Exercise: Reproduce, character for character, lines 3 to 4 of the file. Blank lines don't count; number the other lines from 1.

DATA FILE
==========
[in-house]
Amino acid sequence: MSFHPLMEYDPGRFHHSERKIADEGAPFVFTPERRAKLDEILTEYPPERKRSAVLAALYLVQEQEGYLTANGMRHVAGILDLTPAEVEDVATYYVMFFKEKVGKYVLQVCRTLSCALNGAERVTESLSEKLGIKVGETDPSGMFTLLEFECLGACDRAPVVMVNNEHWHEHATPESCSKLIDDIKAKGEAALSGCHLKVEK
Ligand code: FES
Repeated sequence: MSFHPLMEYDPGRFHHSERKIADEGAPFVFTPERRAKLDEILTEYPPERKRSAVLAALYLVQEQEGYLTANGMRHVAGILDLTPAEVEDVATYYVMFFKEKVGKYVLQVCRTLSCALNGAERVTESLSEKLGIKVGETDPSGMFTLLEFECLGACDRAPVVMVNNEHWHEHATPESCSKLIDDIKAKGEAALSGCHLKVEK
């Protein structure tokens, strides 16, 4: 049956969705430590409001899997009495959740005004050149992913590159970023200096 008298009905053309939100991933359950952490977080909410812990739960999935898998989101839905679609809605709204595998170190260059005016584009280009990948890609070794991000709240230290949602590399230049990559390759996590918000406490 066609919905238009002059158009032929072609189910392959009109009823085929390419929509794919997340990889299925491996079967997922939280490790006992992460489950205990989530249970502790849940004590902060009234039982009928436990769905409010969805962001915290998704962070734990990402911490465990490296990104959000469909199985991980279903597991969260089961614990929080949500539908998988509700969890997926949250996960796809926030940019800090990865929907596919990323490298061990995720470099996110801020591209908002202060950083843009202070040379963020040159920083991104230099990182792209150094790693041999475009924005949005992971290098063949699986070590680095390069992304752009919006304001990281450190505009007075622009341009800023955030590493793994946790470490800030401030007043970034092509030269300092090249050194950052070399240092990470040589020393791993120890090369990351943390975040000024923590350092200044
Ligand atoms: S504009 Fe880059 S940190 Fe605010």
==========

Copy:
Ligand code: FES
Repeated sequence: MSFHPLMEYDPGRFHHSERKIADEGAPFVFTPERRAKLDEILTEYPPERKRSAVLAALYLVQEQEGYLTANGMRHVAGILDLTPAEVEDVATYYVMFFKEKVGKYVLQVCRTLSCALNGAERVTESLSEKLGIKVGETDPSGMFTLLEFECLGACDRAPVVMVNNEHWHEHATPESCSKLIDDIKAKGEAALSGCHLKVEK